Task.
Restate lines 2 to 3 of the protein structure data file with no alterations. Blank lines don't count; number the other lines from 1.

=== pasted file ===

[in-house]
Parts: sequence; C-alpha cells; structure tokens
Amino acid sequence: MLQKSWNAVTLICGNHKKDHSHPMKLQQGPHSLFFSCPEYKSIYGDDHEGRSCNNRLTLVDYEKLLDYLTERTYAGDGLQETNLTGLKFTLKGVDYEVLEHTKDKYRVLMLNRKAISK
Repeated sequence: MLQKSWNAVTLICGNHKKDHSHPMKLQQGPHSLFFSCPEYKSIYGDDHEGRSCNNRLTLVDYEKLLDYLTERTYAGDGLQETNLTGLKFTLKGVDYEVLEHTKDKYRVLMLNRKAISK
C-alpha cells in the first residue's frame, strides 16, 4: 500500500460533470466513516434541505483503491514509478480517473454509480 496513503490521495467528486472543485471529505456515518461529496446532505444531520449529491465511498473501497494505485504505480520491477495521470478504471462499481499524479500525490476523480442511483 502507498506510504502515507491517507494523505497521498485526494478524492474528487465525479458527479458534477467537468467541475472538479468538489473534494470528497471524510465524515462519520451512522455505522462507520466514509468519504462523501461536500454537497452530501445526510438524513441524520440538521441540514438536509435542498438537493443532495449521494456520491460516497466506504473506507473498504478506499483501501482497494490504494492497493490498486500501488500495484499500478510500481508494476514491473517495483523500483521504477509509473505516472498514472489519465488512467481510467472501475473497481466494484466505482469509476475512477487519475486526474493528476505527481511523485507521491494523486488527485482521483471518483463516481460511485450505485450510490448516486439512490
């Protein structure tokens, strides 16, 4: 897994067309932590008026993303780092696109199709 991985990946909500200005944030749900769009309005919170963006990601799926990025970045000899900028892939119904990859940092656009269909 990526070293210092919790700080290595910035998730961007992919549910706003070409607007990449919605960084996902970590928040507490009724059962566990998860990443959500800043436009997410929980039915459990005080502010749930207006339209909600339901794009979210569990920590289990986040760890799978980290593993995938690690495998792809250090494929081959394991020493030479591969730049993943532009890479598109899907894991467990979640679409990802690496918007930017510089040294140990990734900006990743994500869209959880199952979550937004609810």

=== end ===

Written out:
Parts: sequence; C-alpha cells; structure tokens
Amino acid sequence: MLQKSWNAVTLICGNHKKDHSHPMKLQQGPHSLFFSCPEYKSIYGDDHEGRSCNNRLTLVDYEKLLDYLTERTYAGDGLQETNLTGLKFTLKGVDYEVLEHTKDKYRVLMLNRKAISK